People often don’t realize that there is more than one choice when filing bankruptcy. There are actually six types of bankruptcies, but only four are available to individuals. The type of bankruptcy is usually designated by referring to the chapter of the Bankruptcy Code where that type is found. For example, Chapter 7 bankruptcies are found in Chapter 7 of the Bankruptcy Code; Chapter 13 in Chapter 13 of the Bankruptcy Code. The two most common types are Chapters 7 and 13.
Bankruptcy Goals. There are two overarching goals in any bankruptcy. The first is to give the debtor (the person filing bankruptcy) relief from her debts through a discharge, which is a court order that the debtor is no longer responsible for the debts covered by the bankruptcy. The second is to maximize the return of money to the debtor’s creditors. This is accomplished in different ways depending on which type of bankruptcy the debtor files. In either Chapter 7 or 13, there is a trustee appointed. The trustee is a person who oversees the debtor’s case to make sure the debtor qualifies for a discharge and to gain the biggest possible return to creditors.
Chapter 7. Chapter 7 is what most people think of when they think of bankruptcy. It gives relief from most debts (child support, alimony, other domestic support obligations; student loans; and most taxes are excluded). It’s relatively quick, about four months from start to finish. Usually, the debtor gets to keep all her property. But see here for what might be lost. The Chapter 7 trustee looks at everything the debtor owns, as disclosed in the bankruptcy petition, schedules and supporting documents filed by the debtor, and through questioning the debtor at a Meeting of Creditors. The trustee can make more detailed investigation if he sees fit. The trustee then liquidates (sells) any property that he feels has value above any secured debt owed by the debtor and any exemption to which the debtor is entitled. Most household property is subject to various exemptions, meaning the trustee cannot use the exempt portion. In many Chapter 7 cases the trustee finds no assets that he can sell, and the debtor gets to keep all her property, subject to any secured debt.
A bankruptcy does not eliminate liens or encumbrances on property, so if the debtor’s car is collateral for a loan, or the debtor has a mortgage on her house, she will have to pay that debt in order to keep the property. Alternatively, she can surrender the collateral, meaning she turns it back to the bank and walks away. Determining exemptions and what to do with secured debt is one of the biggest areas of concern in Chapter 7,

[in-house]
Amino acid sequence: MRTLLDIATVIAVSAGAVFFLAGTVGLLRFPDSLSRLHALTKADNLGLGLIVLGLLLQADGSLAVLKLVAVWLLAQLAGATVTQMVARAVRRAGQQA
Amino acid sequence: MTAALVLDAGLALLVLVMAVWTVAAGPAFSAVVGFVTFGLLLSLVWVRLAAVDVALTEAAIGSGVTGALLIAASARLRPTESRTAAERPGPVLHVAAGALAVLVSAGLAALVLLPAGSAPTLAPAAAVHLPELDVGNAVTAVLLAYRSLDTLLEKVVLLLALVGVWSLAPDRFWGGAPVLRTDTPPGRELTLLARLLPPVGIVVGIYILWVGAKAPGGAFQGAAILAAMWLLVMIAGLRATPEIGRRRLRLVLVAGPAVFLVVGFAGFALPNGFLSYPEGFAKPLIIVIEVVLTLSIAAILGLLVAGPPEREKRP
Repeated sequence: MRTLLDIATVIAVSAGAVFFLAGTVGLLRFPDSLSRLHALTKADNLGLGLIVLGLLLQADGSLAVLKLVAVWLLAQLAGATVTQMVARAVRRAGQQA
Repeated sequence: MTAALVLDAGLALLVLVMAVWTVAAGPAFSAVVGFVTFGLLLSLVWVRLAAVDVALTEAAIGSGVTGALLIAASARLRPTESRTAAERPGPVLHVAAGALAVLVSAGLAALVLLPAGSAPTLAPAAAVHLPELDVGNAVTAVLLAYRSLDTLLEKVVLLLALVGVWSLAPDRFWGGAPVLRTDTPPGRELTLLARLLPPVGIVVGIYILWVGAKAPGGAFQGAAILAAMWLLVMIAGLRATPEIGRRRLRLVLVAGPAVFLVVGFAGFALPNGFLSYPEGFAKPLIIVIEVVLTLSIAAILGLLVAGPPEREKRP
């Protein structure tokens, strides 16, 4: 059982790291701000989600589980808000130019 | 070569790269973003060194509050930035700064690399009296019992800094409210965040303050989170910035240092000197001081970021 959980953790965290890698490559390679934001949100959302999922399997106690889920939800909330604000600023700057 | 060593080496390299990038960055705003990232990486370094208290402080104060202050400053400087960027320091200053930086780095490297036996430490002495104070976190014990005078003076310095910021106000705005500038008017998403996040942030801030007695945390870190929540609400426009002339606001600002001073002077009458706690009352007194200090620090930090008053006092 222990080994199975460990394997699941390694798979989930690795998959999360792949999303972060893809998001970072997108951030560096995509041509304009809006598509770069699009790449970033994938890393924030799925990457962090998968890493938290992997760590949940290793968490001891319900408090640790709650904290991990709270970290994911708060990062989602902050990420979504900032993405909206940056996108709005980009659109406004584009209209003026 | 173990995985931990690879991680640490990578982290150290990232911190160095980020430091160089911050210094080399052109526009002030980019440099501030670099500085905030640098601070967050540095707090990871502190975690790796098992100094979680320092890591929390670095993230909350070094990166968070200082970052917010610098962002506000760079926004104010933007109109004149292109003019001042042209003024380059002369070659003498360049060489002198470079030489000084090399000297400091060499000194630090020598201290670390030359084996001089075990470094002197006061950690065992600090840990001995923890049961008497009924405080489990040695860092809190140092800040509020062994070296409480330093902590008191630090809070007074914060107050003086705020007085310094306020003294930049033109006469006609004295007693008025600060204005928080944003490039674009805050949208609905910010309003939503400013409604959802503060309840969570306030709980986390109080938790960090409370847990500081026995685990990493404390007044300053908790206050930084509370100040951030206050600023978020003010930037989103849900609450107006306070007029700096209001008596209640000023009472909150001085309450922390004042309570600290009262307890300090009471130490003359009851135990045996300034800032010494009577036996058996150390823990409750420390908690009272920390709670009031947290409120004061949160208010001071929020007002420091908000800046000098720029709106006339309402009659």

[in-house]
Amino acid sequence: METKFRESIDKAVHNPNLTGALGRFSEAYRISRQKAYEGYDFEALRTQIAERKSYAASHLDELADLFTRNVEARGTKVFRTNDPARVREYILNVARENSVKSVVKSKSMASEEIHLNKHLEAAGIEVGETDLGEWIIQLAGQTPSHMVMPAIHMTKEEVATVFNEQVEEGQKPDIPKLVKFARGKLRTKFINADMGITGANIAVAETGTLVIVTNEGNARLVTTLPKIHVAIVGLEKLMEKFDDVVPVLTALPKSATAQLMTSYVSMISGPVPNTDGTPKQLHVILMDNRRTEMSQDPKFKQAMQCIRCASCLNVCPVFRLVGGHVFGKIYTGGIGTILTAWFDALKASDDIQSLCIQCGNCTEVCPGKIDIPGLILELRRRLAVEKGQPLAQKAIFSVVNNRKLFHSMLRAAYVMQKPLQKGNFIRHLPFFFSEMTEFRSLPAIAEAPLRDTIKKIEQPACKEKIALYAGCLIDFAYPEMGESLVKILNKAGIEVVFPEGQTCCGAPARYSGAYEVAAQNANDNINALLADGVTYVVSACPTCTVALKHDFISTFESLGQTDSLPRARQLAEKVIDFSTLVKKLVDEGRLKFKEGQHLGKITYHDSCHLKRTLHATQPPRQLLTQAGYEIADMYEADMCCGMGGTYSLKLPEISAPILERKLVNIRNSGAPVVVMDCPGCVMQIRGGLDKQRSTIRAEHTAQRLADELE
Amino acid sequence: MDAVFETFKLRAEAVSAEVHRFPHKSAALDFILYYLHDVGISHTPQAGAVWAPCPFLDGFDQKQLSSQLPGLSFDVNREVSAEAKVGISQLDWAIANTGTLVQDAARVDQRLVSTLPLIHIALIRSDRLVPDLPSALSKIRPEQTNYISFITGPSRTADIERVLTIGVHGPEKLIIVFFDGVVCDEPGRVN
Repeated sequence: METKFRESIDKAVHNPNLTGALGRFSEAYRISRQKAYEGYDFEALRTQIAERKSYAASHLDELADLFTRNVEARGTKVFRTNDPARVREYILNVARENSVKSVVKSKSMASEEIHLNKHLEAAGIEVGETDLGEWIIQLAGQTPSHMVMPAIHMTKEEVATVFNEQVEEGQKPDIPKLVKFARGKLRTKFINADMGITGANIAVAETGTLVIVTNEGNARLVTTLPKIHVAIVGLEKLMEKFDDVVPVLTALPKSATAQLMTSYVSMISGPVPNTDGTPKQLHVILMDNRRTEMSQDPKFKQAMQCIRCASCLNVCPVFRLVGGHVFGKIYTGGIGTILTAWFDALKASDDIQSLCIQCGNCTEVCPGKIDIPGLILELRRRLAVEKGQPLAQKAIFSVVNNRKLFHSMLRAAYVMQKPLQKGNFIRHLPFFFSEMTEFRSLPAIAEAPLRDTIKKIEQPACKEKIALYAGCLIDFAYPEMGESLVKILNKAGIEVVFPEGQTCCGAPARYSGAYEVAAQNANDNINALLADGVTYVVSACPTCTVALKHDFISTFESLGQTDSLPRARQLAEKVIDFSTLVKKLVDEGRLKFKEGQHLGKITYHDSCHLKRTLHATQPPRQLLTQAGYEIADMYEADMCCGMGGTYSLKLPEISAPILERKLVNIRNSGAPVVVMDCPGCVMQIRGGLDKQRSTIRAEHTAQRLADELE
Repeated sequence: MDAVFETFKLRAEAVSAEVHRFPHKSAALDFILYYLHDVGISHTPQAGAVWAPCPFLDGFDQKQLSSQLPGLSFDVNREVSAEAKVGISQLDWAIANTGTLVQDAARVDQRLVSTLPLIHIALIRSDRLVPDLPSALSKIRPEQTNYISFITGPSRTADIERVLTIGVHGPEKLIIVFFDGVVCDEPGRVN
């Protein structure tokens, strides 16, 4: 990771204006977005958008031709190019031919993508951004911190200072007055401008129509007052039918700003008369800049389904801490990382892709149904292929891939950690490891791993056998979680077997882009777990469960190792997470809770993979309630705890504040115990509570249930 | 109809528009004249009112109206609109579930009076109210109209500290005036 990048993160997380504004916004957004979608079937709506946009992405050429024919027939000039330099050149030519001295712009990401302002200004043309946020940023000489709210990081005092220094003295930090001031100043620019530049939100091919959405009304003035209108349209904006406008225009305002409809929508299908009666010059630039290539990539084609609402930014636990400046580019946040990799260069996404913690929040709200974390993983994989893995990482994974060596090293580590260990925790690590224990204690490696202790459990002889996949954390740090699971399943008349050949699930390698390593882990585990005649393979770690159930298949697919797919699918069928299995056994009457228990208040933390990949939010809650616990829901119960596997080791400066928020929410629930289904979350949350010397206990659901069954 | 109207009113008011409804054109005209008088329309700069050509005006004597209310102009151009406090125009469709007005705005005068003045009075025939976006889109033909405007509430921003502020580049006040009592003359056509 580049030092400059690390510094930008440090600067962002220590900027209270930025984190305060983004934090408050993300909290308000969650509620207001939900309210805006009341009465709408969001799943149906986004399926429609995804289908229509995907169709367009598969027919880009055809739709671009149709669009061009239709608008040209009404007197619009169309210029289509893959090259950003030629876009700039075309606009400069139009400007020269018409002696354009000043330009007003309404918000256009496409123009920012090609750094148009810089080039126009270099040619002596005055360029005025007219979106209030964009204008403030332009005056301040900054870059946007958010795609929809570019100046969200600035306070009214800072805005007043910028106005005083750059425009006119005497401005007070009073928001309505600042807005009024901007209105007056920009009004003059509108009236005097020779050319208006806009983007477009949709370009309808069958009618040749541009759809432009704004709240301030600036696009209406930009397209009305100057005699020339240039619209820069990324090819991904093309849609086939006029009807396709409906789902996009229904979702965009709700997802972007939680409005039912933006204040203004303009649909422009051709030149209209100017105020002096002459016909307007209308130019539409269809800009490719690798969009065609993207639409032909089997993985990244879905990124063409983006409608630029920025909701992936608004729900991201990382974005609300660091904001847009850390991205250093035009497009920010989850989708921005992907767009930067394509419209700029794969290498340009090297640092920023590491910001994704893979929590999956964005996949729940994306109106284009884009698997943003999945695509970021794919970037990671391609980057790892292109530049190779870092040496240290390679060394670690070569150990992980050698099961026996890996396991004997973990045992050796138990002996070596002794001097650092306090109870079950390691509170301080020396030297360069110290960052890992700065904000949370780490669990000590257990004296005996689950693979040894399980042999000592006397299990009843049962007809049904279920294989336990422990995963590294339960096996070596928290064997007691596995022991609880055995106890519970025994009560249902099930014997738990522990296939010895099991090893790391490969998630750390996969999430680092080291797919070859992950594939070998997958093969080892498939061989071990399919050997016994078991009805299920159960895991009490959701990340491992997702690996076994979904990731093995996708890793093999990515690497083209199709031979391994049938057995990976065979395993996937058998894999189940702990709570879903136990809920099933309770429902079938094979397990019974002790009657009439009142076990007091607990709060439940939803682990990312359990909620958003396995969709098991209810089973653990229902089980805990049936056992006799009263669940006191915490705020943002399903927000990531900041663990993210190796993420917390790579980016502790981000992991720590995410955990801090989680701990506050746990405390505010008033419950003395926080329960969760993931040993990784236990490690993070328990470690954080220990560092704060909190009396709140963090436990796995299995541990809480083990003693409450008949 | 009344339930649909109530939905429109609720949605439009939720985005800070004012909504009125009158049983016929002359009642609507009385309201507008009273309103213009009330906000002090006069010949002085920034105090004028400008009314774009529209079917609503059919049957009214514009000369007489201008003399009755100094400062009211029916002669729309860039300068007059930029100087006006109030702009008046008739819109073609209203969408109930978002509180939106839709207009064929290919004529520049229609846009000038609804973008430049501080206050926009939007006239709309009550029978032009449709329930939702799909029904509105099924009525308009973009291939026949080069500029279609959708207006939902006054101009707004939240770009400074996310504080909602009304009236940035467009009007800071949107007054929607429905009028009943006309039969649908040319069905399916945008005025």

Chapter 13. In Chapter 13 the debtor makes payments to the Chapter 13 trustee for anywhere between three and five years (shorter if she can pay all creditors in full in less time). The trustee makes periodic payments to the creditors. People file Chapter 13 for one of two main reasons. First, they make too much money to qualify for Chapter 7 under the Means Test. This forces them into Chapter 13. Secondly, even though they might qualify for Chapter 7, maybe they have a house or a car they want to keep and would otherwise lose it in Chapter 7. There might be so much equity in the property that the Chapter 7 trustee would sell it, pay off the secured debt, give the debtor her exemption, and use the rest to pay creditors. Or maybe the debtor is behind in her payments and needs time to catch up. Chapter 13 allows a debtor to catch up past due payments without interest over the life of the plan. The debtor must make future payments as they come due, however.
Which is Better? Most people want Chapter 7. Who wants to make payments for up to five years? Chapter 7 is better if
Income is below the median income in your state for a family of your size.
There is a co-debtor who isn’t filing that needs to be protected
There isn’t substantial equity in a house, car or any assets that the trustee in Chapter 7 might sell.
The debtor doesn’t need time to catch up past due payments on cars, houses or other assets that might be foreclosed or repossessed.
Conversely, if any of the above situations apply, then Chapter 13 is probably the better option.
Sometimes people think they have to file Chapter 13 but upon looking at their situation, it turns out they can file Chapter 7. One example is they believe they have to file Chapter 13 to keep the car they owe $19,000 on and that is only worth $12,000. It’s true that if they file Chapter 7 they will either have to pay for the car or give it up, but once they look at the debt to value ratio, they realize that they are better off filing Chapter 7 and surrendering the car.
Choosing which chapter in bankruptcy is best can be complicated. There are lots of things to consider. Before making the decision, it’s best to talk with an experience bankruptcy attorney to understand your options and what each might mean. If you have bankruptcy questions, please contact us. You can also email firstname.lastname@example.org, or text or cal (801) 413-3708.